The ravages of porcine epidemic diarrhea virus on hog production might be lessening this year, but the disease took markets by surprise last year.
Supply worries drove up prices last year, posting record highs in the spring, as the disease killed millions of pigs in the United States and moved less aggressively into Canada, said livestock market analyst Kevin Grier.
He said prices averaged 17 percent higher than in 2013.
“We knew (PED) was serious, but we didn’t have any idea of just how serious it was going to be,” Grier told a Jan. 30 conference call organized by Alberta Pork.
In the United States, the year began with the industry “not having any concept, really, of how bad PED was going to be with regard to market and slaughter impact.”
Traders expected a one percent increase in hog slaughter, but it fell six to seven percent. PED killed eight million piglets.
“Interestingly, though, the production impact was much less because those folks in the United States made their pigs so much bigger,” he said.
“So while we might have had a six percent reduction in slaughter in the United States, we actually only had a two percent reduction in production.”
Nevertheless, uncertainty of supply kept prices high. As a result, 2014 turned out to be a phenomenal year for hog prices for producers without PED in their barns, which included most Canadian producers.
This year is looking bearish.
“The prices are down fairly dramatically. Basically, traders are concerned about supplies. They’re concerned about pretty disappointing November trade futures. But with that said, the U.S. Department of Agriculture’s Hogs and Pigs Report for December indicated slaughter is going to be up,” he said.
The USDA in January forcast pork production at 23.895 million pounds, up 4.6 percent over 2014.
For the first time ever, more pork will be produced than beef.
He said traders are now looking at PED in the rear-view mirror, but that is likely premature, given that new cases continue to appear.
Today’s low futures prices give no hint of supply worries, but Grier said he thinks futures will bounce.
In Grier’s Canadian Pork Market Review issued Feb. 2 he sees nearby futures rising to US$72 per hundredweight by April and $81 by May.
He sees Index 100 hogs in Alberta in April at C$175-$180 per 100 kilograms based on an US80 cents Canadian dollar and $190-$195 in May.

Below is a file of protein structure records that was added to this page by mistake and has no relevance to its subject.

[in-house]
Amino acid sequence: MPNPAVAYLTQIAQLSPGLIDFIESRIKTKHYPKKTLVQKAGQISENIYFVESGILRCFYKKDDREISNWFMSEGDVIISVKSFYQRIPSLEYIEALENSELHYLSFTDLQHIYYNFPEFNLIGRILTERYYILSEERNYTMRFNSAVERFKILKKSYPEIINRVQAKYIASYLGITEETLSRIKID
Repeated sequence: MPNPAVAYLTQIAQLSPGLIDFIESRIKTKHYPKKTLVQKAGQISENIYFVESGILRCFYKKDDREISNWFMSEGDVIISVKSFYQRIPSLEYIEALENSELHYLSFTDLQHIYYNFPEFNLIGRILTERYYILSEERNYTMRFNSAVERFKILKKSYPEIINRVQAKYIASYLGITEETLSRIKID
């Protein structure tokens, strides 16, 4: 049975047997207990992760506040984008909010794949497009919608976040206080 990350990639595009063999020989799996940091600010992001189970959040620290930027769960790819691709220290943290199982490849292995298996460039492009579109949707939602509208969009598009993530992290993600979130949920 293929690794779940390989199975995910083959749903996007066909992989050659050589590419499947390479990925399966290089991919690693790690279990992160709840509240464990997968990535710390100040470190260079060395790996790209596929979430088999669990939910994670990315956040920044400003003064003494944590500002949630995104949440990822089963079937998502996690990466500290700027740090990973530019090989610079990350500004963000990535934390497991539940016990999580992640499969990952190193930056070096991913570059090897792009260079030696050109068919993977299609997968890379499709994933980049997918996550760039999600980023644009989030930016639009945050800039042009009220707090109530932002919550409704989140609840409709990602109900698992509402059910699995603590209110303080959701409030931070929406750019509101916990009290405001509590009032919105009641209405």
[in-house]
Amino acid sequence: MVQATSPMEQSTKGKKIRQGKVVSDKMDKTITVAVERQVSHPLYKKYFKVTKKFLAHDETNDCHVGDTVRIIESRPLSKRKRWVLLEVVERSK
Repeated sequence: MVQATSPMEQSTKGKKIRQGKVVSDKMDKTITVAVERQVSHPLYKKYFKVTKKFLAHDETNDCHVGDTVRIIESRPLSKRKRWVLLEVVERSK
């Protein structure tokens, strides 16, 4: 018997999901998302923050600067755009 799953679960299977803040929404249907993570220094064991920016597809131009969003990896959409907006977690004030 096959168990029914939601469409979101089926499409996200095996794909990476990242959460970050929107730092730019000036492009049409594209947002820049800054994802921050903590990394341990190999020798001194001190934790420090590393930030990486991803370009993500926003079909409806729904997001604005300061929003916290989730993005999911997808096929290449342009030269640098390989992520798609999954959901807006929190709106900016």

But the futures markets for now are weak.
“I think these folks are scared about the (market ready) numbers and I think these folks are scared about exports,” he said about futures traders.
“There’s a lot of uncertainty in export markets, and that’s probably going to be the thing that might make or break us in 2015: export markets and uncertainty.”
Grier thinks pork demand is fairly strong. A stronger U.S. dollar might make it tough to export, but domestic demand is good.
In Canada, the potential for hog industry growth is tepid at best.
Last year’s profits didn’t make up for losses from 2006-13, and barn construction costs in Canada are much higher than those in the U.S.
Banks are cautious about lending to the hog industry, he added.
“From a variety of different perspectives, I don’t know that we’re going to see much growth or expansion in Canada, especially relative to the United States.”
That means packing plant operations will continue to be an issue.
While the Olymel plant in Red Deer is now slaughtering more pigs because of the Big Sky acquisition, it is still running at less than capacity. The Maple Leaf plant in Brandon is also running at 70 to 75 percent capacity, he said.
The situation is somewhat better at Hylife in La Broquerie, Man., largely because it has greater control over supply, Grier said.
In Eastern Canada, the loss of 70,000 pigs from PED may have masked the negative effects of the Quality Meat Packers closure last spring in Toronto, at least in the early part of the year.